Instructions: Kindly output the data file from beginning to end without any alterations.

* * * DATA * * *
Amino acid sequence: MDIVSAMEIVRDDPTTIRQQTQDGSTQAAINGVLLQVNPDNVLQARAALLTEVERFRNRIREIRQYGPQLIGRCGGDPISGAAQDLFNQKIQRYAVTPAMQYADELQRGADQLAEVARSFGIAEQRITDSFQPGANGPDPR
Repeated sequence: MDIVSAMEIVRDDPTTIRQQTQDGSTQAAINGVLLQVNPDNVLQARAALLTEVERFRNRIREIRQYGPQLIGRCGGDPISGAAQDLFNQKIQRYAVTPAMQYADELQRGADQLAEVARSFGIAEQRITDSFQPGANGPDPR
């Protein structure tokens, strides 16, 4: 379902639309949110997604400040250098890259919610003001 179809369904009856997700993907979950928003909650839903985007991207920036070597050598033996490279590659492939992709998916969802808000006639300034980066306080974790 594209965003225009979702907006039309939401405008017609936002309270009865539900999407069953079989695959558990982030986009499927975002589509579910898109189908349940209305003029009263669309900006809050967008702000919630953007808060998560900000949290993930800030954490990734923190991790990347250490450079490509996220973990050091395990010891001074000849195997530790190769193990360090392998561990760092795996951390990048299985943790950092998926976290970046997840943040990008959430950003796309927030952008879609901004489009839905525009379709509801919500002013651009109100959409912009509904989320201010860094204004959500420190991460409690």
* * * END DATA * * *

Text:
Amino acid sequence: MDIVSAMEIVRDDPTTIRQQTQDGSTQAAINGVLLQVNPDNVLQARAALLTEVERFRNRIREIRQYGPQLIGRCGGDPISGAAQDLFNQKIQRYAVTPAMQYADELQRGADQLAEVARSFGIAEQRITDSFQPGANGPDPR
Repeated sequence: MDIVSAMEIVRDDPTTIRQQTQDGSTQAAINGVLLQVNPDNVLQARAALLTEVERFRNRIREIRQYGPQLIGRCGGDPISGAAQDLFNQKIQRYAVTPAMQYADELQRGADQLAEVARSFGIAEQRITDSFQPGANGPDPR
């Protein structure tokens, strides 16, 4: 379902639309949110997604400040250098890259919610003001 179809369904009856997700993907979950928003909650839903985007991207920036070597050598033996490279590659492939992709998916969802808000006639300034980066306080974790 594209965003225009979702907006039309939401405008017609936002309270009865539900999407069953079989695959558990982030986009499927975002589509579910898109189908349940209305003029009263669309900006809050967008702000919630953007808060998560900000949290993930800030954490990734923190991790990347250490450079490509996220973990050091395990010891001074000849195997530790190769193990360090392998561990760092795996951390990048299985943790950092998926976290970046997840943040990008959430950003796309927030952008879609901004489009839905525009379709509801919500002013651009109100959409912009509904989320201010860094204004959500420190991460409690």